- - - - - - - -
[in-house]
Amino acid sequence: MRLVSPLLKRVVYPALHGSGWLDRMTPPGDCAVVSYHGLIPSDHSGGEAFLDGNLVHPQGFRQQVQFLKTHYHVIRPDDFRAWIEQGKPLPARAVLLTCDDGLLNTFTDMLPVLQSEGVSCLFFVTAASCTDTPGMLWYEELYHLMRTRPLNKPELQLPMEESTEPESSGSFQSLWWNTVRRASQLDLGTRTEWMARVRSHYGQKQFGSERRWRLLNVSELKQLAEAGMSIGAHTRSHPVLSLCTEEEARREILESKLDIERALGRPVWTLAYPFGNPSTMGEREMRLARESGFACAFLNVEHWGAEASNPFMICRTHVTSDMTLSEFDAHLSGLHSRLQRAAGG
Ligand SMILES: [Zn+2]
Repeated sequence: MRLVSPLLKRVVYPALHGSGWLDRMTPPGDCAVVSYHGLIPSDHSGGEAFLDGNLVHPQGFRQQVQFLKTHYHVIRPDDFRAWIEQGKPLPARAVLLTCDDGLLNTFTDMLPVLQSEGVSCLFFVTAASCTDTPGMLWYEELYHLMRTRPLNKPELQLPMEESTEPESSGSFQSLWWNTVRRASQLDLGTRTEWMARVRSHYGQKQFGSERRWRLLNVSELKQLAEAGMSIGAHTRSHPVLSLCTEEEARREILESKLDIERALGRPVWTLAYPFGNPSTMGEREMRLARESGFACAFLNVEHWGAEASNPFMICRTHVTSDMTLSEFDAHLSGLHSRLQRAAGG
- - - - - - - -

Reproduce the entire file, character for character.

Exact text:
[in-house]
Amino acid sequence: MRLVSPLLKRVVYPALHGSGWLDRMTPPGDCAVVSYHGLIPSDHSGGEAFLDGNLVHPQGFRQQVQFLKTHYHVIRPDDFRAWIEQGKPLPARAVLLTCDDGLLNTFTDMLPVLQSEGVSCLFFVTAASCTDTPGMLWYEELYHLMRTRPLNKPELQLPMEESTEPESSGSFQSLWWNTVRRASQLDLGTRTEWMARVRSHYGQKQFGSERRWRLLNVSELKQLAEAGMSIGAHTRSHPVLSLCTEEEARREILESKLDIERALGRPVWTLAYPFGNPSTMGEREMRLARESGFACAFLNVEHWGAEASNPFMICRTHVTSDMTLSEFDAHLSGLHSRLQRAAGG
Ligand SMILES: [Zn+2]
Repeated sequence: MRLVSPLLKRVVYPALHGSGWLDRMTPPGDCAVVSYHGLIPSDHSGGEAFLDGNLVHPQGFRQQVQFLKTHYHVIRPDDFRAWIEQGKPLPARAVLLTCDDGLLNTFTDMLPVLQSEGVSCLFFVTAASCTDTPGMLWYEELYHLMRTRPLNKPELQLPMEESTEPESSGSFQSLWWNTVRRASQLDLGTRTEWMARVRSHYGQKQFGSERRWRLLNVSELKQLAEAGMSIGAHTRSHPVLSLCTEEEARREILESKLDIERALGRPVWTLAYPFGNPSTMGEREMRLARESGFACAFLNVEHWGAEASNPFMICRTHVTSDMTLSEFDAHLSGLHSRLQRAAGG